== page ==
[Kindle] Kepler by John Banville by John Banville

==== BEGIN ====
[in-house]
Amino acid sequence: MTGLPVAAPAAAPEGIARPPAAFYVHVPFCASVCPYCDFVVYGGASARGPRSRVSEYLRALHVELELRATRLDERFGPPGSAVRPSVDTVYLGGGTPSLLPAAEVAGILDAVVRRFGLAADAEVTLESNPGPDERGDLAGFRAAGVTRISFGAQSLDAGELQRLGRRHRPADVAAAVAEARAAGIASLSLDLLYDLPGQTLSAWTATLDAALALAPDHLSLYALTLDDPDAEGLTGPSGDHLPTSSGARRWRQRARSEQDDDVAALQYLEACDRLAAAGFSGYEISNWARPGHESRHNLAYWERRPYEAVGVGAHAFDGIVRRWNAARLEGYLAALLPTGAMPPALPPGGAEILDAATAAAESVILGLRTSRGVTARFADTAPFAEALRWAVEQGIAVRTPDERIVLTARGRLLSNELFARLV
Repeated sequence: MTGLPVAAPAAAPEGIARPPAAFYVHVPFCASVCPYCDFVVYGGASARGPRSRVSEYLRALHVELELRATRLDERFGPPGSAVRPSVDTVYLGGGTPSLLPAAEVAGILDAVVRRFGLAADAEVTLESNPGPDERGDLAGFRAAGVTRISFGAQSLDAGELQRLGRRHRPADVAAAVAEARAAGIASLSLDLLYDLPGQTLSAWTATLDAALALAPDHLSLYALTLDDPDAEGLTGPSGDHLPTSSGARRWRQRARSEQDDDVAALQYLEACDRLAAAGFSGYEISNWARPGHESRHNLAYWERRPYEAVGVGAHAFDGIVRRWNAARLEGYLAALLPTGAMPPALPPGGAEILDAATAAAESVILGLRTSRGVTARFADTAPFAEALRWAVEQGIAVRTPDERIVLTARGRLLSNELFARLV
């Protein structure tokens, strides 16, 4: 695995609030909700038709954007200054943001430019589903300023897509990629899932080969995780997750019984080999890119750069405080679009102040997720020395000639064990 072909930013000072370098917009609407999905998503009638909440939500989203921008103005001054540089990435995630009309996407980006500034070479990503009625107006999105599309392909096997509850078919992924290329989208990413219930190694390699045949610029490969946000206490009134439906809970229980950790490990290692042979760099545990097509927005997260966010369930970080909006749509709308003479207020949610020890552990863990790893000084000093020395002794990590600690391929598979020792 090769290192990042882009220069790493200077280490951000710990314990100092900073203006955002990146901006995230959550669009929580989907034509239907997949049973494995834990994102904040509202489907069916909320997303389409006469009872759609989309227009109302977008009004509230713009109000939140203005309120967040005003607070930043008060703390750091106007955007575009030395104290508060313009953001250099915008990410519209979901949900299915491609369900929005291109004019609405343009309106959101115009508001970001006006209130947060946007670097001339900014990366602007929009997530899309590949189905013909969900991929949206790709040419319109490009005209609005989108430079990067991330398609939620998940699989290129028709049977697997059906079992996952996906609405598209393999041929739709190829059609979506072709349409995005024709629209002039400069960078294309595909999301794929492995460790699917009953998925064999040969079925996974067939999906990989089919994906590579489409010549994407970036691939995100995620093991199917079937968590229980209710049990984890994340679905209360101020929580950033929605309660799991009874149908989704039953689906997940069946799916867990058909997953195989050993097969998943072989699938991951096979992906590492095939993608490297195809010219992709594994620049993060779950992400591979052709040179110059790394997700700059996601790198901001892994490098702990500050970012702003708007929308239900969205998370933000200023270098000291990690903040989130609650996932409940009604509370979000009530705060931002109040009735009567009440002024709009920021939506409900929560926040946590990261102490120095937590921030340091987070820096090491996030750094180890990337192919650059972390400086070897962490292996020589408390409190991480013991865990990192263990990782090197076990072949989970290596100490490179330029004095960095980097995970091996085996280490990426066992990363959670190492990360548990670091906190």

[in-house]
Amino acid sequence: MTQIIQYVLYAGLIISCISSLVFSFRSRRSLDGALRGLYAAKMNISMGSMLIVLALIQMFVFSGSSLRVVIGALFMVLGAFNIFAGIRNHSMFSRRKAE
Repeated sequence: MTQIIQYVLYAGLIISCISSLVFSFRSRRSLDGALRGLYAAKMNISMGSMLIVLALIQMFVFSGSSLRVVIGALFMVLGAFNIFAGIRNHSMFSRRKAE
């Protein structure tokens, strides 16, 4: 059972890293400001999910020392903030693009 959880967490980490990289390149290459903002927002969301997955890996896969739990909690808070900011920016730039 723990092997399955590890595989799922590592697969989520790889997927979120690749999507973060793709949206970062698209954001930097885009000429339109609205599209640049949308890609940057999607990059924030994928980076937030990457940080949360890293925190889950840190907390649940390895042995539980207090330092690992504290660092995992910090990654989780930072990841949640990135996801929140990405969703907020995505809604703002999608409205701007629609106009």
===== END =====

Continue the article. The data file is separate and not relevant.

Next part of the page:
This isn t a novel about Johannes Kepler so much as an extended reflection on what it might have been like to have been a largely unacknowledged genius living through a time of war and religious been a largely unacknowledged genius living through a time war and religious persecution limited cash and a wife who can t stand the sight of you Not much fun if Banville s portrayal is anywhere near the truth and it feels very much like it could be His Kepler is neurotic paranoid vain self pitying frustrated and passive aggressive to an almost camp degree He is also believable and sad with a sort of inner integrity mixed with defiance that ultimately has you rooting for him In all of these respects he is a typical John Banville character This is not Banville s most entertaining book large parts of it are heavy going but it is yet another example of something Banville does better than any other contemporary English language novelist that I now of which is to take something seemingly huge murder treachery bereavement genius and render it grubby and relatable Two down now as I attempt to get through The Revolutions Trilogy by Banville Next up will be the Copernicus book I have been waiting for on hold I have not read a book by Banville that I did not like This book was difficult for me for a couple of reasons the hardback from Vintage International was published in a very small font That added to my frown lines as I had to look up various geographical locations and scientific terms to fully digest the material It is not a book for leisure reading but if one takes the extra time to understand the societal pressures as well as the development of scientific thought during his lifetime the reward is greaterFortunately Banville has that gift of conveying events in the very best and most efficient phrasing to allow understandingAstronomy at first had been a pastime merely an extension of the mathematical games he had liked to play as a student at Tubingen As time went on and his hopes for his new life in Graz turned sour this exalted playing and obsessed him It was a thing apart a realm of order to set against the ramshackle real world in which he was imprisoned For Graz was a ind of prison Here he taught at the age of 23 and hated the vocation After succeeding in drawing up an astrological calendar that accurately predicted weather he felt free to work on the mysteries of the solar system Kepler s journey of discovery is beautifully told by BanvilleHis life challenges however were portrayed vividly It was not an easy road but makes for interesting historical fiction A very good readLibrary Loan This was my first contact with John Banville whose name I new from the literary pages of the Irish Times He was editor there for many years I remember enjoying the book but being young and very unsophisticated I m sure I didn t understand a third of what he was doing in it and I Wasn T Even Aware That It Was t even aware that it was of a trilogy Innocent days Science As PyschotherapyUnlike his introduction of Nicolaus Copernicus in his first volume of his Revolutions trilogy John Banville gives a very clear ey to his interpretation of Johannes Kepler s life in the second disorder had been the condition of his life from the beginning Not only does he set off a much distinctive character for Kepler than for Copernicus but Banville also pursues the interaction of that character with the intellectual and social context of the time in a much interesting wayKepler s neurotic condition a longing for assurance about the ultimate rationality of the world is described by Banville in all its stages the initial trauma created by a chaotic midden of an early family life subseuently confirmed through a young Lutheran adulthood in an increasingly oppressive Catholic country and routinised in the shambolic Benatky castle circus of Tycho Brahe It Is hardly surprising that the need for an underlying order in the universe would be a response upon which Banville could build a narrative Science or generally thought itself as psychotherapy And this psychotherapeutic narrative never overdone but muted and hinted at continuously does provide a convincing coherence to Kepler s life His passion for astronomy is a sort of self medication in Banville s story Kepler s work is a reflection and projection of his deepest fears of meaninglessness and purposelessness His but this will interrupt my work attitude to politics religion and family relations is a persistent part of his character until late in life Even the death of his second child is primarily an inconvenience rather than a tragedy A complete indifference to the suffering of his wife is a clear symp. Johannes Kepler born in 1571 in south Germany was one of the world's greatest mathematicians an. Kepler by John Banville